Well, it’s important not to forget that we’re talking about risk here. Hearing loss is not a guarantee of dementia or even an early symptom of dementia. Instead, it just means you have a greater risk of developing dementia or going through cognitive decline later in life. But that might actually be good news.

Because it means that effectively dealing with your hearing loss can help you reduce your chance of dementia. So how can hearing loss be addressed? There are numerous ways:

  • Schedule an appointment with us to diagnose your existing hearing loss.
  • If your hearing loss is detected early, there are some measures you can take to protect your hearing. You could, for instance, wear ear protection if you work in a noisy environment and avoid noisy events like concerts or sporting events.
  • The impact of hearing loss can be reduced by wearing hearing aids. Now, can hearing aids stop cognitive decline? That’s tough to say, but hearing aids can boost brain function. This is why: You’ll be able to participate in more conversations, your brain won’t have to work as hard, and you’ll be a little more socially involved. Your chance of developing dementia in the future is decreased by managing hearing loss, research suggests. That’s not the same as stopping dementia, but it’s a good thing regardless.

Lowering your risk of dementia – other methods

Naturally, there are other things you can do to decrease your risk of dementia, too. This might include:

  • Get some exercise.
  • Don’t smoke. Seriously. Smoking will increase your chance of cognitive decline and will impact your general health (this list also includes drinking too much alcohol).
  • Eating more healthy food, especially one that helps you keep your blood pressure from getting too high. For individuals who naturally have higher blood pressure, it could be necessary to take medication to lower it.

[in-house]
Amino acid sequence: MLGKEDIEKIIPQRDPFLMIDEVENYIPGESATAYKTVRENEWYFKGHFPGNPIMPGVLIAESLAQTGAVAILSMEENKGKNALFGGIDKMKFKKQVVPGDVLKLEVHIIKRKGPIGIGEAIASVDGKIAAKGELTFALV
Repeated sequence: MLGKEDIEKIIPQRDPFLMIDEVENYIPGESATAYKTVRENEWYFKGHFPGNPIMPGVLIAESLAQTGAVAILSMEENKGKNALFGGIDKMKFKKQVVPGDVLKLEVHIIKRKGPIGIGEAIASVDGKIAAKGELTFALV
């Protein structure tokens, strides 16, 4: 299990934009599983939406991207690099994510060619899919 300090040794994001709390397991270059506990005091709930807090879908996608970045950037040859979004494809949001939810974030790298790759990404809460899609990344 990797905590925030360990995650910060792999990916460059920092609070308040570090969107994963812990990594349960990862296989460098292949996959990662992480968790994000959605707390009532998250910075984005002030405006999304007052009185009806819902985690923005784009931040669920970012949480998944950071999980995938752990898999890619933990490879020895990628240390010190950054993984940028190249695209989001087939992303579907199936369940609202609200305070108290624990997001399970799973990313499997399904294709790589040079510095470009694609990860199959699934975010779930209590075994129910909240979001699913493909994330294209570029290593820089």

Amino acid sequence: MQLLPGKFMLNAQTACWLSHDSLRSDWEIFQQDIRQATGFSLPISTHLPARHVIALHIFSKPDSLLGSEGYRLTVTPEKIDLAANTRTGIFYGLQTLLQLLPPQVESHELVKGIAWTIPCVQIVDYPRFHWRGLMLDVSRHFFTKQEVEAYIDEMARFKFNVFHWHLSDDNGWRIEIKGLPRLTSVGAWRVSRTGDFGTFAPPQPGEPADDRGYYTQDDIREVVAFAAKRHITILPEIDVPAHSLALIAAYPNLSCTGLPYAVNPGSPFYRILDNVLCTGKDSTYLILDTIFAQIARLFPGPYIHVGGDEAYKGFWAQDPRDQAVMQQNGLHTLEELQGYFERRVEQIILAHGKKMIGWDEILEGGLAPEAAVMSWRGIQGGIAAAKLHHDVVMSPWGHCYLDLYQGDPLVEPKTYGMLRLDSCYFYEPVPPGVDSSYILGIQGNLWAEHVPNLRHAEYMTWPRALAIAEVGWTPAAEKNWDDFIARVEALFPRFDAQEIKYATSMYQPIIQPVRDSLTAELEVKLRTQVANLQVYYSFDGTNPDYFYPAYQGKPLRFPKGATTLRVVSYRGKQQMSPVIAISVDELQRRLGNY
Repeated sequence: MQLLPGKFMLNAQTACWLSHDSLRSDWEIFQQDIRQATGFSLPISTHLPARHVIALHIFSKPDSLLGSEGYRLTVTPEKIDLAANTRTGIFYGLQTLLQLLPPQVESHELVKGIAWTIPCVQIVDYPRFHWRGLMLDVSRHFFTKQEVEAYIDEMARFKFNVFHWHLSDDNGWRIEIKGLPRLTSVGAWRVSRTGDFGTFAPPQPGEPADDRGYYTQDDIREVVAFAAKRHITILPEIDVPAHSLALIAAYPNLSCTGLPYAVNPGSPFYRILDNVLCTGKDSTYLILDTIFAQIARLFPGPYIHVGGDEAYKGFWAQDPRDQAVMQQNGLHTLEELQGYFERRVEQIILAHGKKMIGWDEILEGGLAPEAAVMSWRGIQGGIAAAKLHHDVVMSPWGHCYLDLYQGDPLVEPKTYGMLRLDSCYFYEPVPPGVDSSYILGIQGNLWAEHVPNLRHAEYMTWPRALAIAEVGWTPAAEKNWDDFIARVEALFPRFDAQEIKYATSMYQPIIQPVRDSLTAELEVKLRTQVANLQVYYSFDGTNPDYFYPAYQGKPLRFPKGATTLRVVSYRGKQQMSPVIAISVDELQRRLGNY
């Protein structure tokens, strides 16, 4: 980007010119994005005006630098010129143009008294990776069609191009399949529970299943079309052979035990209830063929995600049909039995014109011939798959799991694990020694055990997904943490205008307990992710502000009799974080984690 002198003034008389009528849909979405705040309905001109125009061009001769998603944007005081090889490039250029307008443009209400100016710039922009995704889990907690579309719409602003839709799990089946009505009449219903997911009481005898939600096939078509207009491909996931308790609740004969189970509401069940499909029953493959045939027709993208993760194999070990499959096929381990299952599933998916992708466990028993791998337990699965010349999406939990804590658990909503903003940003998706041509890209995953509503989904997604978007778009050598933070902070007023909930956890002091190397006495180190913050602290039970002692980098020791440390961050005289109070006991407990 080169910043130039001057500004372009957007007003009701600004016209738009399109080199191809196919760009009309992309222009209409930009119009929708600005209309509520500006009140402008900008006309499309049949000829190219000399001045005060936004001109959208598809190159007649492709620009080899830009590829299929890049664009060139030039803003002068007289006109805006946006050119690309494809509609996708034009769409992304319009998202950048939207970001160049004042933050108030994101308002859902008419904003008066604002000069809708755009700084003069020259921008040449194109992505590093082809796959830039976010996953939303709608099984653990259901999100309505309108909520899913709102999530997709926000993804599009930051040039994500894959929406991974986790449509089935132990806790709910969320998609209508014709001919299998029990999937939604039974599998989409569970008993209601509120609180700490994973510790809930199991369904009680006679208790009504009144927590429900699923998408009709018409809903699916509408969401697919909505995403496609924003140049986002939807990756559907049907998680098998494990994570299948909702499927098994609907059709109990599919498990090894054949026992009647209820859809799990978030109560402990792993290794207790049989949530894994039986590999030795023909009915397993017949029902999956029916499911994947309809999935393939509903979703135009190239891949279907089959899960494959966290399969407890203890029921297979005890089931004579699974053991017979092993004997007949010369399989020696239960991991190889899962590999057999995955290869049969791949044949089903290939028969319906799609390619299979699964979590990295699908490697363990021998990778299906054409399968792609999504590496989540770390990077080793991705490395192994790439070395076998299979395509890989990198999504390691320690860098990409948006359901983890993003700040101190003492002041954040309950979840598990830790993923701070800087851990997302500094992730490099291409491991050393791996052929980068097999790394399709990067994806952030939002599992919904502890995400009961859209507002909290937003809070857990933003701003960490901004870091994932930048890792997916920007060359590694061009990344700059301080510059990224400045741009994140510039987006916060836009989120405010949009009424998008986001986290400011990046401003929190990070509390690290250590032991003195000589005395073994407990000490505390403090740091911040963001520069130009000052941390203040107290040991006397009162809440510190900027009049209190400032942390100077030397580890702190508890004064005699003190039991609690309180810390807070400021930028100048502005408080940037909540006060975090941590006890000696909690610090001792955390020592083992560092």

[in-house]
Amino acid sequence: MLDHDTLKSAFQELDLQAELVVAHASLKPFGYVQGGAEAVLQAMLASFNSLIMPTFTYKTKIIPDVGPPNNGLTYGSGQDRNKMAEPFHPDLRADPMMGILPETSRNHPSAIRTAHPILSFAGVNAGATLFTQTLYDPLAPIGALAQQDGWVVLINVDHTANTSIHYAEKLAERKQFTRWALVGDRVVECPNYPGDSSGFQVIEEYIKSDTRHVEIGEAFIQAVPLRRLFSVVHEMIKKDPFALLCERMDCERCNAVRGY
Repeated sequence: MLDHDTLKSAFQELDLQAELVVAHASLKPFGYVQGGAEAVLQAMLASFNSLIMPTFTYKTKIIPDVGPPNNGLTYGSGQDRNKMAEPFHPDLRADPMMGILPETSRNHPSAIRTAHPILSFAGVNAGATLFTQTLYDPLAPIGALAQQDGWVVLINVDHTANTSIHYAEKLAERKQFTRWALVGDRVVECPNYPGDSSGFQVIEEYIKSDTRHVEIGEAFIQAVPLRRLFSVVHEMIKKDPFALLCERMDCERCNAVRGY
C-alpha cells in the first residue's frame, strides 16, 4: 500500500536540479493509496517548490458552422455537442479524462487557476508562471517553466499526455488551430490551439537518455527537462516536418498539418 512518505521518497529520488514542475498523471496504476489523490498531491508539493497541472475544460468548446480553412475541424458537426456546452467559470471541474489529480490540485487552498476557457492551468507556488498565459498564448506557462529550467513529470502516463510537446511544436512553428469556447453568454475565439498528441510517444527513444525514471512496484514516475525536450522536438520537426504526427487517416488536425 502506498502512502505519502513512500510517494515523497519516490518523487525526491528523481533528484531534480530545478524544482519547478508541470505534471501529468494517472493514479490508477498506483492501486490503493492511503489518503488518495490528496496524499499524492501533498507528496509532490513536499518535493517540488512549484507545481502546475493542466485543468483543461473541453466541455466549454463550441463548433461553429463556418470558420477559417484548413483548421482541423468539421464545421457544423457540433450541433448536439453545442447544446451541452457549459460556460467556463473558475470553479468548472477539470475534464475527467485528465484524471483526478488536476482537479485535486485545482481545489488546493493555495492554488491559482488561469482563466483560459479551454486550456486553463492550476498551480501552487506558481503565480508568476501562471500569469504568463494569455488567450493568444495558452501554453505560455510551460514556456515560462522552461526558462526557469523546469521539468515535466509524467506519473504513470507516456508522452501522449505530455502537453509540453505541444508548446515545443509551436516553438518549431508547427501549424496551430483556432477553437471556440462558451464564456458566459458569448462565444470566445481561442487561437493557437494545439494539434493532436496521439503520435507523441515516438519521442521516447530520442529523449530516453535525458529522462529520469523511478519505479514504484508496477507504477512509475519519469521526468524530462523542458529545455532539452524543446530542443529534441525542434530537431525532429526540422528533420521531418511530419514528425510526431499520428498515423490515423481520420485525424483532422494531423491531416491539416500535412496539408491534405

• Getting sufficient sleep at night is imperative. Some research links an increased chance of dementia to getting fewer than four hours of sleep every night.

The connection between lifestyle, hearing loss, and dementia is still being examined by scientists. There are a multitude of causes that make this disease so complicated. But the lower your risk, the better.

Being able to hear is its own advantage

So, hearing better will help decrease your overall danger of developing dementia in the future. You’ll be improving your life now, not only in the future. Imagine, no more missed conversations, no more garbled misunderstandings, no more silent and lonely visits to the grocery store.

It’s no fun missing out on life’s important moments. And a small amount of hearing loss management, possibly in the form of a hearing aid, can help considerably.

So make sure to schedule an appointment with us today!

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The site information is for educational and informational purposes only and does not constitute medical advice. To receive personalized advice or treatment, schedule an appointment.